- Then we can conclude that x P(x) is true
- This is called “existential generalization”

Example of proof

- Given the hypotheses:
- “Linda, a student in this class, owns a red convertible.”
- “Everybody who owns a red convertible has gotten at least one speeding ticket”
- Can you conclude: “Somebody in this class has gotten a speeding ticket”?

C(Linda)

R(Linda)

x (R(x)→T(x))

x (C(x)T(x))

Example of proof

- x (R(x)→T(x)) 3rd hypothesis
- R(Linda) → T(Linda) Universal instantiation using step 1
- R(Linda) 2nd hypothesis
- T(Linda) Modes ponens using steps 2 & 3
- C(Linda) 1st hypothesis
- C(Linda) T(Linda) Conjunction using steps 4 & 5
- x (C(x)T(x)) Existential generalization using step 6

Thus, we have shown that “Somebody in this class has gotten a speeding ticket”

Example of proof

- Given the hypotheses:
- “There is someone in this class who has been to France”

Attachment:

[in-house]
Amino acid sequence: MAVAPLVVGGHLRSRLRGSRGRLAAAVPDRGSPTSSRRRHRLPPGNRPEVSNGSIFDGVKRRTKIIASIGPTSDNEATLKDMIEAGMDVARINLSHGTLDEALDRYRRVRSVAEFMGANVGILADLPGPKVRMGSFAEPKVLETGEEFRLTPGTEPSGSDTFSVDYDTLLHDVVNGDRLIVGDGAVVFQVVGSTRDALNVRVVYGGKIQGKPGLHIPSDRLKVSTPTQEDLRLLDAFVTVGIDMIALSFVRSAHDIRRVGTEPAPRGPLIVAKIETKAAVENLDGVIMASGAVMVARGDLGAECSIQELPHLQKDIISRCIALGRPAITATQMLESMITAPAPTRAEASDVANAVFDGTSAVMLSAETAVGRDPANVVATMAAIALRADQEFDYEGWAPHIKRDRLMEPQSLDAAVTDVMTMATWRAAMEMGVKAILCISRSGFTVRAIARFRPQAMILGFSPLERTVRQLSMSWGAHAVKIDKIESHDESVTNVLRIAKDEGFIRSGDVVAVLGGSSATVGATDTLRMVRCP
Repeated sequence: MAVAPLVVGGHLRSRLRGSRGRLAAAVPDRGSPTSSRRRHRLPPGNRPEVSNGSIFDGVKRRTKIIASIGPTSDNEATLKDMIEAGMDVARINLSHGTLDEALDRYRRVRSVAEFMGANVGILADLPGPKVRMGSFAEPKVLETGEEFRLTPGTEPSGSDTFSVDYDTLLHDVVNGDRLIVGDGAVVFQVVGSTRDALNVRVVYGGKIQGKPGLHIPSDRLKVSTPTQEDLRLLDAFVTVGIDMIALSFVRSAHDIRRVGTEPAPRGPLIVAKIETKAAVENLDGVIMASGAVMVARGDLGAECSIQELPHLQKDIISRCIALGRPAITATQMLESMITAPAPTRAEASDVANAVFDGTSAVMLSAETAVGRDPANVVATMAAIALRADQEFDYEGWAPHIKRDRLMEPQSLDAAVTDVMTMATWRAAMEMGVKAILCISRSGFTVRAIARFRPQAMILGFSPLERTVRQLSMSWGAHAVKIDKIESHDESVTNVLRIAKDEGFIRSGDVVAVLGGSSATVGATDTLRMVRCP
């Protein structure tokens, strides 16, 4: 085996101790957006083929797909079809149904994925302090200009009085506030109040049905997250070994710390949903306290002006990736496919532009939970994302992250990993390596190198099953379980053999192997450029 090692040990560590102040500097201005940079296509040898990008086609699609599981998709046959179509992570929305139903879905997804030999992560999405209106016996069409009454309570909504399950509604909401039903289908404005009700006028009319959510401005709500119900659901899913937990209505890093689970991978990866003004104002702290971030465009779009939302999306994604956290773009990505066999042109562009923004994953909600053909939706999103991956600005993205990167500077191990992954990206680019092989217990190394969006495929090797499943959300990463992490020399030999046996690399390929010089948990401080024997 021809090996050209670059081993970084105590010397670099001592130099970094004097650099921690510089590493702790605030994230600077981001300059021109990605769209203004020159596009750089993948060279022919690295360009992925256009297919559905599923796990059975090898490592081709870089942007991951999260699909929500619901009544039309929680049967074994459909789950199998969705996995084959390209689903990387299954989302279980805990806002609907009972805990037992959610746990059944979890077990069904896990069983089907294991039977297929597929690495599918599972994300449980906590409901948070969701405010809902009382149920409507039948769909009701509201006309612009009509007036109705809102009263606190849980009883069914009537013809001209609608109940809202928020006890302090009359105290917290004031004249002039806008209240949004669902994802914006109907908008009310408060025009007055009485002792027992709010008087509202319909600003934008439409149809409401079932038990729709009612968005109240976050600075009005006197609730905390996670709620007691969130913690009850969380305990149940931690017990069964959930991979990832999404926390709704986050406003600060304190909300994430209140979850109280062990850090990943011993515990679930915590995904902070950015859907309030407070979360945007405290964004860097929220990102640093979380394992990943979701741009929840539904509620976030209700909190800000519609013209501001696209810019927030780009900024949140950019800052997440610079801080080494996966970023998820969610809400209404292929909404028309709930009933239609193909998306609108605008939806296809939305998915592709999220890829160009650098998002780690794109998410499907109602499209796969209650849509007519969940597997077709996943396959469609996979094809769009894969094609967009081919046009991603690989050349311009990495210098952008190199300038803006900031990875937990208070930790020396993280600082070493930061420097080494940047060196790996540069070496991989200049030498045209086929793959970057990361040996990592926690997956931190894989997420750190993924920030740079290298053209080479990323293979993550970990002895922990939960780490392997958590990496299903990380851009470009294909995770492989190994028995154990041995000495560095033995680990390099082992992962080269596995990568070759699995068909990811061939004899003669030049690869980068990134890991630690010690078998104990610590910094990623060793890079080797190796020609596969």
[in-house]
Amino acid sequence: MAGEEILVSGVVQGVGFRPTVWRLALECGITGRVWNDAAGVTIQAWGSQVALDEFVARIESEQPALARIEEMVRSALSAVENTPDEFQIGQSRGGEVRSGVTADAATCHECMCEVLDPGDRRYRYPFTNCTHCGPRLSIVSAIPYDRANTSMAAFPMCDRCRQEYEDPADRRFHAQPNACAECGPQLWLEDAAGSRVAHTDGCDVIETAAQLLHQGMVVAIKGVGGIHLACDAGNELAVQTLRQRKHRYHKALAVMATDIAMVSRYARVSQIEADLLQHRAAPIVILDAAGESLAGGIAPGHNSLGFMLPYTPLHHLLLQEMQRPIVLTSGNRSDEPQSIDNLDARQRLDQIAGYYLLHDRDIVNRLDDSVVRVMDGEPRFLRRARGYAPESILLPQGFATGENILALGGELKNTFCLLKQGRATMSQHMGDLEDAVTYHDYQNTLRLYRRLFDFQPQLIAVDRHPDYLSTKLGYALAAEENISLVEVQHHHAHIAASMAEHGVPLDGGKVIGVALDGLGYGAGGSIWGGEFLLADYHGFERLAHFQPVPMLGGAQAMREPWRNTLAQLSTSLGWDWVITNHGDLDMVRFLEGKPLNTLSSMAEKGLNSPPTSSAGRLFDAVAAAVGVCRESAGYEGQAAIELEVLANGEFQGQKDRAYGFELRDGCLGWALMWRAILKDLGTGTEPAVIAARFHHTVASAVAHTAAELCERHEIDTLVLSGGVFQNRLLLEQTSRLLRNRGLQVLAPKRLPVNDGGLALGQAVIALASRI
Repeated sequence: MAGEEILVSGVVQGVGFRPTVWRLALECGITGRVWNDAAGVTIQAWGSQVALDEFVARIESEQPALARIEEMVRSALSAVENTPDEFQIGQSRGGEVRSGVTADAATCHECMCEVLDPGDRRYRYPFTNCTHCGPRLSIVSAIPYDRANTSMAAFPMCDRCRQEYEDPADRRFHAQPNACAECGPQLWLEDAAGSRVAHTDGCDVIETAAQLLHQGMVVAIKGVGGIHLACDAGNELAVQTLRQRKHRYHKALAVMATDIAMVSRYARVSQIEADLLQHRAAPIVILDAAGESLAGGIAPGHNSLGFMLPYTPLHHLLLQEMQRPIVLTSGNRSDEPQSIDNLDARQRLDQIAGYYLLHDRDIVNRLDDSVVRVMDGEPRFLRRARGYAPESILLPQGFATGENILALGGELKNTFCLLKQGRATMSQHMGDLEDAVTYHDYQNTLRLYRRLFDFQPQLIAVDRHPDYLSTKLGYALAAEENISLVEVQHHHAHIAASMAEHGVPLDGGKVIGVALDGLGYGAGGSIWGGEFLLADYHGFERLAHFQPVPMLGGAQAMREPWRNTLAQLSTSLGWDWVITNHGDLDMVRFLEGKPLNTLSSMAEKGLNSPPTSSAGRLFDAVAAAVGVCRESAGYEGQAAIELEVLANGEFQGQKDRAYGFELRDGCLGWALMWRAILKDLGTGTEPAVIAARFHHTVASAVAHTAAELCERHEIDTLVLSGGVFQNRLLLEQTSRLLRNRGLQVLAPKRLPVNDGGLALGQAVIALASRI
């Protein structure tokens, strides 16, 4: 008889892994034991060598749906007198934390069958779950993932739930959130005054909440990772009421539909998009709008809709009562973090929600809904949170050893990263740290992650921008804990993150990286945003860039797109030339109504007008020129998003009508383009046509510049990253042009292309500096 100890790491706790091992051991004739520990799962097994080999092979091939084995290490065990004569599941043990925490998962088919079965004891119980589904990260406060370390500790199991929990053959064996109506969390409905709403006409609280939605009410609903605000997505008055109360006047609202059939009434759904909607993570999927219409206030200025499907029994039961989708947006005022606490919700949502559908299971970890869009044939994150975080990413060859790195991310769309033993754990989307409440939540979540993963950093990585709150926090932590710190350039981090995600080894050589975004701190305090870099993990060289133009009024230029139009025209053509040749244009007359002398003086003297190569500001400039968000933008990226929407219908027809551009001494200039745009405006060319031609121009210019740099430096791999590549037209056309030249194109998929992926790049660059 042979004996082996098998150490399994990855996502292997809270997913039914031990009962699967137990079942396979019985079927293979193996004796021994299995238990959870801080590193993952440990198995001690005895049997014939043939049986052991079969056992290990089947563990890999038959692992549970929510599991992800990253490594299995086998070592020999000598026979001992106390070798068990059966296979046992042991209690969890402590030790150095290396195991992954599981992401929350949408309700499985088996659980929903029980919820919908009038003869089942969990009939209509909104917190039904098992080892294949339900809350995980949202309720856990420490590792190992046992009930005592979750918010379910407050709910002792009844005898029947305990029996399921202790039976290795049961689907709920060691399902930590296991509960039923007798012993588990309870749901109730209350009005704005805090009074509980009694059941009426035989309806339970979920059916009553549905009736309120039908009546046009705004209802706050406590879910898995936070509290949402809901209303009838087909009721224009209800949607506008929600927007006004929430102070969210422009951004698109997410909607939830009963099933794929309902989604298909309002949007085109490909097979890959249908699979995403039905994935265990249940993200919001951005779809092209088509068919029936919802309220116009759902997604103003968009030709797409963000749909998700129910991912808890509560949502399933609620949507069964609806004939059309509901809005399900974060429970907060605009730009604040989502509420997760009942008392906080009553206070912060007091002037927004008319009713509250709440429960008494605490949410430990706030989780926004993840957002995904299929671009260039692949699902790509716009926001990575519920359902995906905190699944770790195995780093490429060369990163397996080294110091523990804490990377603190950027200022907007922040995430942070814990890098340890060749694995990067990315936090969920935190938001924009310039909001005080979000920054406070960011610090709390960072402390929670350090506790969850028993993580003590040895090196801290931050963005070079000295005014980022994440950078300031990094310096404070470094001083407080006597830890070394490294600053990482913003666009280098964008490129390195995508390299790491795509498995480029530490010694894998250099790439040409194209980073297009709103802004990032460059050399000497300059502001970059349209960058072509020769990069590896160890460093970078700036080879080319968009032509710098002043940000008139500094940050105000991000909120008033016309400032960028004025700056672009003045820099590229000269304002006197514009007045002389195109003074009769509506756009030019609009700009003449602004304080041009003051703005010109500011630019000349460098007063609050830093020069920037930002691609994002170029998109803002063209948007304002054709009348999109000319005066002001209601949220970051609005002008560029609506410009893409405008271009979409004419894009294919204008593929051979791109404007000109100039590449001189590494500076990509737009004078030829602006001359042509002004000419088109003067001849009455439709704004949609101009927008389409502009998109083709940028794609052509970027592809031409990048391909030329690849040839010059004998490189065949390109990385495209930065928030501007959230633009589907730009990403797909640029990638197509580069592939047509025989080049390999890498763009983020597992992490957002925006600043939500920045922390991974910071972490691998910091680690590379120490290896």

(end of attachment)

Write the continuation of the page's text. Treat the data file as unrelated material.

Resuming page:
- “Everyone who goes to France visits the Louvre”
- Can you conclude: “Someone in this class has visited the Louvre”?

x (C(x)F(x))

x (F(x)→L(x))

x (C(x)L(x))

Example of proof

- x (C(x)F(x)) 1st hypothesis
- C(y) F(y) Existential instantiation using step 1
- F(y) Simplification using step 2
- C(y) Simplification using step 2
- x (F(x)→L(x)) 2nd hypothesis
- F(y) → L(y) Universal instantiation using step 5
- L(y) Modus ponens using steps 3 & 6
- C(y) L(y) Conjunction using steps 4 & 7
- x (C(x)L(x)) Existential generalization using step 8

Thus, we have shown that “Someone in this class has visited the Louvre”